Week ahead in committees
My pick of the week's select committee business is Monday's hearing of the Foreign Affairs Committee (at 1pm), on the foreign policy implications of and for a separate Scotland.
The committee has ventured north to Edinburgh, to hear from SNP Minister Nicola Sturgeon on an independent Scotland's foreign policy and how Scottish independence could affect the rest of the UK's foreign and diplomatic affairs.
EU membership, the Trident nuclear submarines, Nato and bilateral political and security relations between Scotland and the remaining UK look likely subjects for discussion. It could be a pretty sparky session given the SNP's lack of enthusiasm for Westminster scrutiny, and UK Europe Minister David Lidington will join the fun. You might have expected the hearing to be held at the Scottish Parliament, but in fact the Royal College of Physicians, Edinburgh, will provide the venue. And MPs are a little miffed about that.
Here's the rest of the week's events in committee-land...
On Monday, the Public Accounts Committee (at 3.15pm) returns to one of its favourite subjects; the Customer Service Performance of HM Revenue and Customs. HMRC boss Lin Homer is in the dock - sorry, is the witness. The financial watchdog, the National Audit Office, remains unhappy with their performance complaining that "HMRC's performance in answering calls from the public is poor value for money".
The Transport Committee (at 4.35pm) has a session following up its research on the commercial viability of a new hub airport to replace Heathrow. The findings of the economic consultancy, Oxera, were leaked this week (and the committee has some pretty definite ideas about whodunit) were that, under most scenarios, expected revenues from a new hub airport would be less than the likely costs of construction - so the development would not be commercially viable without substantial support from the taxpayer.
In the light of that finding, the committee takes further evidence for its Aviation Inquiry, from witnesses for and against such a development. And watch out for any pointing of the finger at alleged leakers...
Housing minister Mark Prisk and DWP benefits minister Lord Freud top the bill at the Communities and Local Government Committee hearing on benefit reform (at 4.10pm). The CAB, Shelter and a large local authority landlord, give their views on implementation of changes to housing benefit and council tax benefit by local authorities.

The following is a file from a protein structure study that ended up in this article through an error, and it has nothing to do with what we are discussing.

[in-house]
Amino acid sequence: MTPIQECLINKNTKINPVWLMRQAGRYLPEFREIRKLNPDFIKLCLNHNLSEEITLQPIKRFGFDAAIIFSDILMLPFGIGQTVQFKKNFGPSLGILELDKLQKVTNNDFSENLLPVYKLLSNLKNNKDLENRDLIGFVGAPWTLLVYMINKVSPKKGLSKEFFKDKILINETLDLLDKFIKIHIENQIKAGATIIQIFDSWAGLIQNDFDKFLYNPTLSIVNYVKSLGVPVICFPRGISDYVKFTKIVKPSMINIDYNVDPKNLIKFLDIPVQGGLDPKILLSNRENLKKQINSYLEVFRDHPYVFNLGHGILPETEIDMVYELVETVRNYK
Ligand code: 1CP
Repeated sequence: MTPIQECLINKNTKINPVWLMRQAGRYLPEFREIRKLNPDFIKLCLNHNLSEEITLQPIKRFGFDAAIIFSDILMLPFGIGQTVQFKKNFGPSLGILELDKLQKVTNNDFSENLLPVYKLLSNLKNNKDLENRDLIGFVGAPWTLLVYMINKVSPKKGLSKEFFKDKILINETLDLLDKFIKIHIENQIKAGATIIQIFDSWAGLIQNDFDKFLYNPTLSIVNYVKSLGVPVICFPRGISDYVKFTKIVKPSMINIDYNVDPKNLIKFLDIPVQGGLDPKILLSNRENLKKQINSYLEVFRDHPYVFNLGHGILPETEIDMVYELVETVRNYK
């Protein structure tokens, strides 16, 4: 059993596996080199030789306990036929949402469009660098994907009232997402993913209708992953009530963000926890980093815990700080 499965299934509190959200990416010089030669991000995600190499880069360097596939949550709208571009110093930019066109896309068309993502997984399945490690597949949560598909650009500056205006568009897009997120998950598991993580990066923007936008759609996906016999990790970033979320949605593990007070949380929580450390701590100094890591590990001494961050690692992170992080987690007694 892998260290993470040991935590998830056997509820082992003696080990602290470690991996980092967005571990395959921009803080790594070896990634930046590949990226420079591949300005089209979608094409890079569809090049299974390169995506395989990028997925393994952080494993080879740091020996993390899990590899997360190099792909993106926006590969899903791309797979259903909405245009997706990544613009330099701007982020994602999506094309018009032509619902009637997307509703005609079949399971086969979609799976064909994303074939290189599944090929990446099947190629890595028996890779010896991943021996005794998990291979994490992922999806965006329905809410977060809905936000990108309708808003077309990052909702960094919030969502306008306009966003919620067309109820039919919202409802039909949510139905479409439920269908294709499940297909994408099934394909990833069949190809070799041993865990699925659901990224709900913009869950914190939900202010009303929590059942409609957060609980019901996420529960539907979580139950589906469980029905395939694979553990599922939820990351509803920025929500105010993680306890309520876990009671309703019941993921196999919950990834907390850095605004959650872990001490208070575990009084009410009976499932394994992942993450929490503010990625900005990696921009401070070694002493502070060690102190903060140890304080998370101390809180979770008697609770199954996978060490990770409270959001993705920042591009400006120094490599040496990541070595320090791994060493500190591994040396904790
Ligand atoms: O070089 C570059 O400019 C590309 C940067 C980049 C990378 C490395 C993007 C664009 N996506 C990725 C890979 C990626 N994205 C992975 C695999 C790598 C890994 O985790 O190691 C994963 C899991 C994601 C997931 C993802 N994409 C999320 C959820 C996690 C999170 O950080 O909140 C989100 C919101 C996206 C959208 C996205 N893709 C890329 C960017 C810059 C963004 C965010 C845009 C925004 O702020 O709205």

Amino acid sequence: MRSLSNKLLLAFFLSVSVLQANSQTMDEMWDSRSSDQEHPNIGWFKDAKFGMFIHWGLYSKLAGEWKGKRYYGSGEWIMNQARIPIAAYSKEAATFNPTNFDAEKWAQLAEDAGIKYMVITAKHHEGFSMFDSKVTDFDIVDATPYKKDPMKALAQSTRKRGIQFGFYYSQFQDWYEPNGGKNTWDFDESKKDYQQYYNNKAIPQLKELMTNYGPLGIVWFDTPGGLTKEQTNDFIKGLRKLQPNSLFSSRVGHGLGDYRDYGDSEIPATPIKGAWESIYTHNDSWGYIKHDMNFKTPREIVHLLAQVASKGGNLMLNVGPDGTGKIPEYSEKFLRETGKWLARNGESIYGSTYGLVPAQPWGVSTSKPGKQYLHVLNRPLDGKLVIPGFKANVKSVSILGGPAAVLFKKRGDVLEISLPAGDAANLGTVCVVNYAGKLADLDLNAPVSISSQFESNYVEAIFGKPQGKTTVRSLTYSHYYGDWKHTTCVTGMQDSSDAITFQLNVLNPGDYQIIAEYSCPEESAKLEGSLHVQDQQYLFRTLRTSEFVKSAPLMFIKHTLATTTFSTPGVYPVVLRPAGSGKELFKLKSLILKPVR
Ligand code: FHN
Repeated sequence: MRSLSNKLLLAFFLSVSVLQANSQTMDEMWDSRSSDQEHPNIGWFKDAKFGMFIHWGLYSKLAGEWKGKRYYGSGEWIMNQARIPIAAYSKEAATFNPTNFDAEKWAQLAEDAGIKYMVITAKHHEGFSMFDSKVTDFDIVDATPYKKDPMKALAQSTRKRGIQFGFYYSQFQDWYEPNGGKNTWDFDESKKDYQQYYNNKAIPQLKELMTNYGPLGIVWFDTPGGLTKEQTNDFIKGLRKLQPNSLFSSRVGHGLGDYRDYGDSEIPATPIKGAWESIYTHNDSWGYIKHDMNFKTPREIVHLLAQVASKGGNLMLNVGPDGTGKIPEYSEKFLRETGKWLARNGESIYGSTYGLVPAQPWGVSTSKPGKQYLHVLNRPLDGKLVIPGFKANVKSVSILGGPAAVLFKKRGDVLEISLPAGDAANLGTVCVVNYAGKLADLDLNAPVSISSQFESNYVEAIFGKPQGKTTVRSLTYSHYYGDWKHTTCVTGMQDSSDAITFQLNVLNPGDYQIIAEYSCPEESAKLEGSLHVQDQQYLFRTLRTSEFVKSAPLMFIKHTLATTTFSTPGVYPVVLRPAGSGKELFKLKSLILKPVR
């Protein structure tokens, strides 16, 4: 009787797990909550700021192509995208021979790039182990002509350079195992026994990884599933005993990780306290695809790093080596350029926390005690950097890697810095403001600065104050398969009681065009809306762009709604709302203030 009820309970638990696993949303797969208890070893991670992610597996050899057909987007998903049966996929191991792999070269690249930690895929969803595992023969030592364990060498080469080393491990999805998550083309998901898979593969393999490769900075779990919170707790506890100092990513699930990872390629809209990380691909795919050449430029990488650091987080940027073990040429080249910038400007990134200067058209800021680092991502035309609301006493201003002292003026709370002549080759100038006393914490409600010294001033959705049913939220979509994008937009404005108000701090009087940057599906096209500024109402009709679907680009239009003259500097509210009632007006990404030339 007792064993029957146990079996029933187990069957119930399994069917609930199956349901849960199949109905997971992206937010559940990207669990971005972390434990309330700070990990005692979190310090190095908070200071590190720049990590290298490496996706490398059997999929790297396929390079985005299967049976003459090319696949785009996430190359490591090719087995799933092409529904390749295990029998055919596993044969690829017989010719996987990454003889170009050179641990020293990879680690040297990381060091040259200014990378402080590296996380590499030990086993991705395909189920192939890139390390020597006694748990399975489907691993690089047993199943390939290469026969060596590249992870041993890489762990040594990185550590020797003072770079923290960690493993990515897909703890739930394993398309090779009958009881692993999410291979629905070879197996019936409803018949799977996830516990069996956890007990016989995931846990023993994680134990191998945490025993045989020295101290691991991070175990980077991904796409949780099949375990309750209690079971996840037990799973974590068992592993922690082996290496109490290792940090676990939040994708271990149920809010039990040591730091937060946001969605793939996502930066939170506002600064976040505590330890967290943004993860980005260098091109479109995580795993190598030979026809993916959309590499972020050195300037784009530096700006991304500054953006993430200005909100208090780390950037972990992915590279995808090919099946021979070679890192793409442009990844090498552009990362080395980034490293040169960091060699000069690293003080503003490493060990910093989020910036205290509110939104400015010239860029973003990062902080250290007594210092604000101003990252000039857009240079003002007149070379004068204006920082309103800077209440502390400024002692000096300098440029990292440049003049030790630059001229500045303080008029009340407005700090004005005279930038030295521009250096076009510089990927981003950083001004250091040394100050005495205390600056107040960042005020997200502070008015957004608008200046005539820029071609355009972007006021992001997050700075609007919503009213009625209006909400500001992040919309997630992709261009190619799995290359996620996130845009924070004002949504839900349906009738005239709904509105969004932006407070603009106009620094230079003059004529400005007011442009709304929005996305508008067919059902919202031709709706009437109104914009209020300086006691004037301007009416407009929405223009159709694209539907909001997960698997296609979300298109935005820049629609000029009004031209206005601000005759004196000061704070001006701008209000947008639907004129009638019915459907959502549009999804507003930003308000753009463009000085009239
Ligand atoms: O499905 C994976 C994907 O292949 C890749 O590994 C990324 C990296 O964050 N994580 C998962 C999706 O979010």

And the Parliamentary Commission on Banking Standards (at 4.30pm) continues its intensive work programme, quizzing another titan of the City, Martin Taylor, the former chief executive of Barclays.
Committee business is very brisk on Tuesday, with the Home Affairs Committee (from 2.40pm) holding one of its multiple evidence sessions. They'll quiz ministers Jeremy Browne and Don Foster on the Draft Anti-Social Behaviour Bill, then they'll talk to former MP Ann Cryer, about her experience in campaigning against localised child grooming. They then turn to E-Crime, followed by a session devoted to Capita's work for the UK Border.
The Justice Committee (at 9.30am) continues its look at the treatment of women by the criminal justice system, with evidence from pressure groups the Prison Reform Trust and the Howard League for Penal Reform.
The kerfuffle about the allegedly obstructive role in Whitehall of the Sir Humpheys continues at the Public Administration Committee (at 9.30am), where Lord Wilson of Dinton, the former Cabinet Secretary; Dame Janet Paraskeva, the former first Civil Service Commissioner and former ministers Nick Harvey, Nick Herbert, Caroline Spelman, and Lord Adonis give their thoughts on the future of the Civil Service.
And if that's not tekky enough for you, the Treasury Committee (at 9.30am) holds its first evidence session on quantitative easing. The National Association of Pension Funds and Dr Ros Altman, director general of SAGA talk about the effect of QE on pensioners.